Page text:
1. ITV Report

Vet's x-ray sheds light on pet dog's strange eating habits

An x-ray showing the fairy lights inside Charlie, a 7-year-old crossbreed dog from Southampton. Photo: Press Association

It could have been "lights out" for a dog that swallowed a foot of Christmas fairy lights if a team of vets had not performed life-saving surgery.

Charlie, a seven-year-old crossbreed dog from Southampton, was saved by surgeons from the veterinary charity PDSA after wolfing down his family's Christmas lights.

And the dog has a track record for getting his paws, and teeth, on household objects, having once eaten his owner Sharon Fay's scarf.

Ms Fay, who aptly refers to her dog as the "light of her life", became concerned when she noticed bits of wire sticking out of Charlie's faeces in the garden.

I hadn't even noticed that the lights had been chewed at this stage but it quickly became clear what had happened.

Back in March he ate one of my scarves and needed an operation to remove it, but I thought it was just a one-off incident as he hadn't shown any signs that he was going to be a repeat offender. I've had dogs all my life and have never known a dog act like this before.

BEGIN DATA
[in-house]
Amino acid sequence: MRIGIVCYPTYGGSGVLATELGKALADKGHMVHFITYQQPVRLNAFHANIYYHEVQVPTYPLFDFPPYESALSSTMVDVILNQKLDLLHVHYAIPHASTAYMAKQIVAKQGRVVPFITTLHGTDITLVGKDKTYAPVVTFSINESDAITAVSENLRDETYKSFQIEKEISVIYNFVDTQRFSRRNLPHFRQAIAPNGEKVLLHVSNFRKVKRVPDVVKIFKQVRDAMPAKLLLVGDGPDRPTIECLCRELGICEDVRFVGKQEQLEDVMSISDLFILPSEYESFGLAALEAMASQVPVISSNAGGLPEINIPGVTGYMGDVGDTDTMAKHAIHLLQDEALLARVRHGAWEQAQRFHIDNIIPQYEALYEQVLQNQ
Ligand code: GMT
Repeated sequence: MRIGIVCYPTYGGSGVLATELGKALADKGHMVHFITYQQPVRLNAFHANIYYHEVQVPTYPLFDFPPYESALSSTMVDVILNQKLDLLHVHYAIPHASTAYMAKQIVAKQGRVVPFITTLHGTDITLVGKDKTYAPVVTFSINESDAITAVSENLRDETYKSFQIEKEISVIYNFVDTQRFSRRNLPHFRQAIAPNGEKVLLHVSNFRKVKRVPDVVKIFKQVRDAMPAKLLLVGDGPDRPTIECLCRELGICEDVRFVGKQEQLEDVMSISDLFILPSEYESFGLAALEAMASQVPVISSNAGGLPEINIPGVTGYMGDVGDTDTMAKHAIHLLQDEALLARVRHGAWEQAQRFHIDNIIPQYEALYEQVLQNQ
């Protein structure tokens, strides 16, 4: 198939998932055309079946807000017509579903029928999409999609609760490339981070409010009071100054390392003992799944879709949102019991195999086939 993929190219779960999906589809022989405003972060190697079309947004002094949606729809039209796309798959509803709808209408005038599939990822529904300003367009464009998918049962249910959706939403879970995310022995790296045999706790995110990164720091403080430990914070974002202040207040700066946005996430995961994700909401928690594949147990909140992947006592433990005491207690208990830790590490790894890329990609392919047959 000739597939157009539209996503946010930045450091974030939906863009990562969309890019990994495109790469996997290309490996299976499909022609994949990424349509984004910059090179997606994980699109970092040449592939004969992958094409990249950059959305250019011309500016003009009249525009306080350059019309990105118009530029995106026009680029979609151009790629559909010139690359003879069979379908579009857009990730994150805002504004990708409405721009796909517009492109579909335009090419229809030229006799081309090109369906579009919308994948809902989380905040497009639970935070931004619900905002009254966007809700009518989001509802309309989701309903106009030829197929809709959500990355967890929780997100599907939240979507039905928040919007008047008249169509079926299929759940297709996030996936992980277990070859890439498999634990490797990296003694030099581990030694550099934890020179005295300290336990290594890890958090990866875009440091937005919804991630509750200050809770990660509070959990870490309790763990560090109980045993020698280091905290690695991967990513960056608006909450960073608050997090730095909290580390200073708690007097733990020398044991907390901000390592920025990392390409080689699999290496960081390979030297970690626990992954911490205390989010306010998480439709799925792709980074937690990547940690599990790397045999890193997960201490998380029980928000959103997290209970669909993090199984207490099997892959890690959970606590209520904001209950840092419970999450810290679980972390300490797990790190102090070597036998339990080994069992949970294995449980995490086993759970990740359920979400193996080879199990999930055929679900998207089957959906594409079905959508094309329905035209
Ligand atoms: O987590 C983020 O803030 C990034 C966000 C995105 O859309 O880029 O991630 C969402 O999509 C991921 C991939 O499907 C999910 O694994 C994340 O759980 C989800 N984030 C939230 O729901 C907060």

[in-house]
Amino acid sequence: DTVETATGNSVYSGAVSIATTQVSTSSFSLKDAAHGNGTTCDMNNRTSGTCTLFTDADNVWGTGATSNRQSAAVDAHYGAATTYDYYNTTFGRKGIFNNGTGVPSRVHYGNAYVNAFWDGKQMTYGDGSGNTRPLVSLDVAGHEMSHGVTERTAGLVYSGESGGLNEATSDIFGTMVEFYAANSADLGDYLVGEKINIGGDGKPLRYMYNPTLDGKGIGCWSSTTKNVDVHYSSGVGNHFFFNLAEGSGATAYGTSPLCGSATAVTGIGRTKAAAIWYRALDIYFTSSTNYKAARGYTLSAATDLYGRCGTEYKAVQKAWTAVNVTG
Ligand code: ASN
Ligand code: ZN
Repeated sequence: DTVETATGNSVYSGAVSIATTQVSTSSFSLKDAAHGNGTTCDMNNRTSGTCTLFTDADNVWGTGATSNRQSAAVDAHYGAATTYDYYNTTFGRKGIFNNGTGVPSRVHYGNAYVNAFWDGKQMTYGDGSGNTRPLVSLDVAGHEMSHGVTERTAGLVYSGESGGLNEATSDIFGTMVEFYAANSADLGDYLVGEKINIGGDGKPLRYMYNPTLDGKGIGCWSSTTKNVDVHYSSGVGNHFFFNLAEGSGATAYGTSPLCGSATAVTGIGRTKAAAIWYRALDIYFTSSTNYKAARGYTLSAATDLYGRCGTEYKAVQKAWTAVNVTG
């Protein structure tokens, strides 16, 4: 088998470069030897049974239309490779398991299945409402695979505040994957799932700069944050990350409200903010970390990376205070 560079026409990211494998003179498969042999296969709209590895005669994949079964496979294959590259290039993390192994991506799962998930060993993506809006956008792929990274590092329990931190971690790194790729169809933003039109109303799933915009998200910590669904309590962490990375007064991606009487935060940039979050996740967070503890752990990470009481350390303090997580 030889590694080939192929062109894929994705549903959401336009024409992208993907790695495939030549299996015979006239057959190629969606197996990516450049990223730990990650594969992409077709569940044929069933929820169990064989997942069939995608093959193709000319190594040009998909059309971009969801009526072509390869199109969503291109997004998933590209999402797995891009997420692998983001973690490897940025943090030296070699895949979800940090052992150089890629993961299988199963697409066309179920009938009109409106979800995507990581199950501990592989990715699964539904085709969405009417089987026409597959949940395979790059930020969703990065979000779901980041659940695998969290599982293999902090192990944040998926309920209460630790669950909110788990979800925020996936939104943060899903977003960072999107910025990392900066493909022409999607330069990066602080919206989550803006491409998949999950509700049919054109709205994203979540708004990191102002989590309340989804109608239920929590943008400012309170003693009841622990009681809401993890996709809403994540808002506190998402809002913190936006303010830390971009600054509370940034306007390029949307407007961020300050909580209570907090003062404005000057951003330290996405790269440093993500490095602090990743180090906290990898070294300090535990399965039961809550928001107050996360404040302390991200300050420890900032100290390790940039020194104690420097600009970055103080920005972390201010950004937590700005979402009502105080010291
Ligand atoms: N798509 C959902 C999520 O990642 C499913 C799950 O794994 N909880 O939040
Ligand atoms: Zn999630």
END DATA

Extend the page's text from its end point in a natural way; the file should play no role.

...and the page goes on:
– Charlie's owner Sharon Fay
Charlie has made a full recovery following his surgery. Credit: Press Association

An X-ray immediately shed a light on Charlie's problem - the tangled remains of the decorations clearly showed up in his stomach.

Vets rushed Charlie to the operating table and removed the Christmas decorations, also finding a shoelace.

PDSA senior veterinary surgeon Sophie Bell said that she had never seen a case like this before.

"Over the years I've seen plenty of cases of dogs swallowing strange objects - socks, dummies, rubber ducks, but it's the first time any of us have treated a dog that has actually eaten fairy lights," she said.

"A foreign body of this nature could easily have caused severe internal injuries so Charlie was very, very lucky. He was also fortunate that the glass didn't cut his mouth or throat. And he could have been electrocuted if he'd bitten through the wire when the lights were switched on.

"With the Christmas season upon us, I'd advise owners to keep any edible items out of reach of inquisitive pets to avoid them from becoming ill over the festive season."

An x-ray showed Charlie had swallowed a foot of Christmas lights. Credit: Press Association

Charlie returned home and has since gone on to make a full recovery, much to the delight of his owner.

Ms Fay said: "I'll certainly be keeping an extra close eye on him from now on and have Charlie-proofed my house now."